12. Exothermic Reactions • If heat is given out this energy must have come from chemical energy in the starting materials (reactants). 45o C 25o C Reactants convert chemical energy to heat energy. The temperature rises.

  13. Exothermic Reactions • Almost immediately the hot reaction products start to lose heat to the surroundings and eventually they return to room temperature. 45o C 25o C Chemical energy becomes heat energy. The reaction mixture gets hotter. Eventually this heat is lost to the surroundings. It follows that reaction products have less chemical energy than the reactants had to start with.

  14. Reactants have more chemical energy. reactants Some of this is lost as heat which spreads out into the room. Energy / kJ) Products now have less chemical energy than reactants. products Progress of reaction (time) Energy Level Diagram for an Exothermic Reaction

  15. H is how much energy is given out reactants H is negative because the products have less energy than the reactants. H=negative Energy / kJ products Progress of reaction Energy Level Diagram for an Exothermic Reaction 2. Energy Level Diagram for an Exothermic Reaction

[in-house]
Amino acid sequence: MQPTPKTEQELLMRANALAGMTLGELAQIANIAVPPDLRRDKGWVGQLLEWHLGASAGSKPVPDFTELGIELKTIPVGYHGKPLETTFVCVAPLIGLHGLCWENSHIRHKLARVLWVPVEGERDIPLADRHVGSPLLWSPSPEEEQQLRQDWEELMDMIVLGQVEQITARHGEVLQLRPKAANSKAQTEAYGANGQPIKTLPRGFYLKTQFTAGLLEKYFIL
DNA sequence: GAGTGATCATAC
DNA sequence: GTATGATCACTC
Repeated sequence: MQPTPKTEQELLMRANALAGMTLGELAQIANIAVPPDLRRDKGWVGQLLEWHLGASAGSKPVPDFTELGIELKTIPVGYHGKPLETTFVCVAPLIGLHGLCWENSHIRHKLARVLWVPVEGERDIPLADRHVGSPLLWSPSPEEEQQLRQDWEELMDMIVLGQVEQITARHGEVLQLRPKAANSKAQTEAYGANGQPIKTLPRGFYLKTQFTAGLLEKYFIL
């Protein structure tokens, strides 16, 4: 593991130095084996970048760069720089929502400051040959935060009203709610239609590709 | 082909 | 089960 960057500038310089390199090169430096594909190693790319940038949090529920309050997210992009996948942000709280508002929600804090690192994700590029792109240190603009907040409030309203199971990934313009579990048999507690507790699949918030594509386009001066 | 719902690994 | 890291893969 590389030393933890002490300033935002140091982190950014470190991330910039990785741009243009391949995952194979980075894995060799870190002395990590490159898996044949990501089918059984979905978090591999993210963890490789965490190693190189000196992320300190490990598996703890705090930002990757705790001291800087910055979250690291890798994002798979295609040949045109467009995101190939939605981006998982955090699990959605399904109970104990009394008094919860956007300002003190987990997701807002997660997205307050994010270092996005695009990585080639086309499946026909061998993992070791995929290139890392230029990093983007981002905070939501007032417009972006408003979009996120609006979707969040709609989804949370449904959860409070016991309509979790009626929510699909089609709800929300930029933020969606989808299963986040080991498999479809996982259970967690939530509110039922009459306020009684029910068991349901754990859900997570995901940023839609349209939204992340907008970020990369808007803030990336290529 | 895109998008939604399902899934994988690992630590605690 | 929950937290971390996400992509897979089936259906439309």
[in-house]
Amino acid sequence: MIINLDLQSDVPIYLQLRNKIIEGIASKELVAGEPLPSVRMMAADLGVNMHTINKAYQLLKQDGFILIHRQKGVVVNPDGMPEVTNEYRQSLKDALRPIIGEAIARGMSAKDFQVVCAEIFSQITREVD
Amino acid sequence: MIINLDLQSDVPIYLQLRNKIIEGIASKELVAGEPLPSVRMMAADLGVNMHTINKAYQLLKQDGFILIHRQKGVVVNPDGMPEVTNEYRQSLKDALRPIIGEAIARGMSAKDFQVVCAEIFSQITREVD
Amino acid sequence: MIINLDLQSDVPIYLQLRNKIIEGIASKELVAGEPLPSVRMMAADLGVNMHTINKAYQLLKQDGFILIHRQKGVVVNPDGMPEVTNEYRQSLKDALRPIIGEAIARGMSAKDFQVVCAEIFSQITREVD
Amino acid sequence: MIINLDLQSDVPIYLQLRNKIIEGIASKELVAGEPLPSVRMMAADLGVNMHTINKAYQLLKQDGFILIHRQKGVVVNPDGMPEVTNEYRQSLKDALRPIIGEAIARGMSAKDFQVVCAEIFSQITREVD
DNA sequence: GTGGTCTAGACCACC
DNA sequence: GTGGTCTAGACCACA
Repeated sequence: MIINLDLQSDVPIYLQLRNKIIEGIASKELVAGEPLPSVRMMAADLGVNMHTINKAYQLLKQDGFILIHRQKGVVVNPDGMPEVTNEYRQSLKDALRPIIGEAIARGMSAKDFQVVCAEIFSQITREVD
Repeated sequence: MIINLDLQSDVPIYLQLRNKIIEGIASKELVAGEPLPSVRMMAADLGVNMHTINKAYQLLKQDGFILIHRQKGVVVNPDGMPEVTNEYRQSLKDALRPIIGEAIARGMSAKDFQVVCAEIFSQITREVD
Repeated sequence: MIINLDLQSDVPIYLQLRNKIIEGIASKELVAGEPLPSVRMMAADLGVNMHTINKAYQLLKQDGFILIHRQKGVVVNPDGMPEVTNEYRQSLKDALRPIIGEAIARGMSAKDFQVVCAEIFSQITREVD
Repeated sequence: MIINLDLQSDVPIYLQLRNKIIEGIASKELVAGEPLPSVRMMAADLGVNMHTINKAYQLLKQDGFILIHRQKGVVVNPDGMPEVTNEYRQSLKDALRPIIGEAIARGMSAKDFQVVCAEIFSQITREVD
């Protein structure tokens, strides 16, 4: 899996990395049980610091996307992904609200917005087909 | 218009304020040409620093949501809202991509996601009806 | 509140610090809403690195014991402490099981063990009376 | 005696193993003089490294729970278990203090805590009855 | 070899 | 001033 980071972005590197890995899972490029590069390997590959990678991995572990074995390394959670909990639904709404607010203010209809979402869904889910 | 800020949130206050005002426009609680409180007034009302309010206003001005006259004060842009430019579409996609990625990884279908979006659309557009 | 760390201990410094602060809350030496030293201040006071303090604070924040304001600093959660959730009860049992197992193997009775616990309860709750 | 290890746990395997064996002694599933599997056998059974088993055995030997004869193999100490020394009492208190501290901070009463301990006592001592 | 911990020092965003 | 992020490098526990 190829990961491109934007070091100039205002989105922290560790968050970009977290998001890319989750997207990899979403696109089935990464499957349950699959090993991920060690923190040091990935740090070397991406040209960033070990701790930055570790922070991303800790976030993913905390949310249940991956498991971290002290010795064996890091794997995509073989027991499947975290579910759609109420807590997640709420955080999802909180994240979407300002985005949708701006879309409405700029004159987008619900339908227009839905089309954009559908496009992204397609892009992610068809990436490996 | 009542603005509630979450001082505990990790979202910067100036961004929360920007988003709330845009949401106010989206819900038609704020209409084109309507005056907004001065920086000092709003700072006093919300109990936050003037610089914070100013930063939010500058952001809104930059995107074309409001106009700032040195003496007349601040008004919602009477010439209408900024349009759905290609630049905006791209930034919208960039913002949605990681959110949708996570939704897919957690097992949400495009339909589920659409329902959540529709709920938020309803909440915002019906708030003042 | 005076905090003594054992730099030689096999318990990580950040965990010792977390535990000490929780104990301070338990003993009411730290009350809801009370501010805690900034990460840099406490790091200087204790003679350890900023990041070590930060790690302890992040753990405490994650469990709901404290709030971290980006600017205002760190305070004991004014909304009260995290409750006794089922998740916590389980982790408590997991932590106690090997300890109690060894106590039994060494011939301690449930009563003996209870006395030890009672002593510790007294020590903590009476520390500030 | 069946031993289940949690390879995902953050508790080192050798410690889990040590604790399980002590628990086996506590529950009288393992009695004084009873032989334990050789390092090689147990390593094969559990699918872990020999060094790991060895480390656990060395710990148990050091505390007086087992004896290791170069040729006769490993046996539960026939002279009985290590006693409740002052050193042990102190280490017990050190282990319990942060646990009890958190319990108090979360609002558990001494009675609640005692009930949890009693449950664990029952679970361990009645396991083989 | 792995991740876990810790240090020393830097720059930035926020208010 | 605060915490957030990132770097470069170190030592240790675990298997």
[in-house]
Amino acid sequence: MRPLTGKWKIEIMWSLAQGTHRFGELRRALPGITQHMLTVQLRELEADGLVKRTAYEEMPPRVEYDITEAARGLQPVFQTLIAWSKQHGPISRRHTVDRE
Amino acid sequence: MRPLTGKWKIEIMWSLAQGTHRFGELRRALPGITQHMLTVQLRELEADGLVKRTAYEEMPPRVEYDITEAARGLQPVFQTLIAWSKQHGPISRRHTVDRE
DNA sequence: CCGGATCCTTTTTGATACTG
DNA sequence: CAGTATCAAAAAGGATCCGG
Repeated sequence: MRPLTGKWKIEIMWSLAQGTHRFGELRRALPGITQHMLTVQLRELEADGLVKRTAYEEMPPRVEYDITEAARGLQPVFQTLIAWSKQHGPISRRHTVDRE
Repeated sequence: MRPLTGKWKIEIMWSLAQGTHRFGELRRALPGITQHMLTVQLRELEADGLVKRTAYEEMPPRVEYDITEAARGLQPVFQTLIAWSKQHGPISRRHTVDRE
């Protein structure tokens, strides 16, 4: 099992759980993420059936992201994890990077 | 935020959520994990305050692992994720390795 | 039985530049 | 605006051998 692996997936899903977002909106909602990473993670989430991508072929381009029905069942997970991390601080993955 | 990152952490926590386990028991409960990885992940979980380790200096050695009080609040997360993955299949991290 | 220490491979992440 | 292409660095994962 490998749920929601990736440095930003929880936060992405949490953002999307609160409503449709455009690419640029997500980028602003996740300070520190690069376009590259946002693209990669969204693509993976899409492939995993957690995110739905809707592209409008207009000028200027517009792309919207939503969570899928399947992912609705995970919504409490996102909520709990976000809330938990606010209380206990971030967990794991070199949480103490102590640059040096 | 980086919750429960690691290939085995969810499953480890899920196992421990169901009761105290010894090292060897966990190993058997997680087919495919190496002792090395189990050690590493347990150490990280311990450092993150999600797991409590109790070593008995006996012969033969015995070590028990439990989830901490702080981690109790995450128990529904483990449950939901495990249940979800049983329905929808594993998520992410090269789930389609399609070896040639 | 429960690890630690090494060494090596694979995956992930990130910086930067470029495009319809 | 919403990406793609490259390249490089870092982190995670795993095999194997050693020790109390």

16. Energy / kJ) Progress of reaction reactants products Exothermic Reaction - Definition Exothermic reactions give out energy. There is a temperature rise and H is negative. His negative

  17. Activity

  18. Endothermic Reactions Endothermic reactions cause a decrease in temperature. • Endothermic chemical reactions are relatively rare. • A few reactions that give off gases are highly endothermic - get very cold. • Dissolving salts in water is another process that is often endothermic.

  19. Heat energy taken in as the mixture returns to room temp. Ammonium nitrate Water Endothermic Reactions Endothermic reactions cause a decrease in temperature. Cools Starts 25°C Cools to 5°C Returns to 25°C

  20. Endothermic Reactions • Extra energy is needed in order for endothermic reactions to occur. • This comes from the thermal energy of the reaction mixture which consequently gets colder. 5o C 25o C Reactants convert heat energy into chemical energy as they change into products. The temperature drops.

  21. Endothermic Reactions • The cold reaction products start to gain heat from the surroundings and eventually return to room temperature. The reactants gain energy. 25o C 5o C 25o C This comes from the substances used in the reaction and the reaction gets cold. Eventually heat is absorbed from the surroundings and the mixture returns to room temperature. Overall the chemicals have gained energy.

  22. This is how much energy is taken in products This is positive because the products have more energy than the reactants. H=+ Energy / kJ) reactants Progress of reaction Energy Level Diagram for an Endothermic Process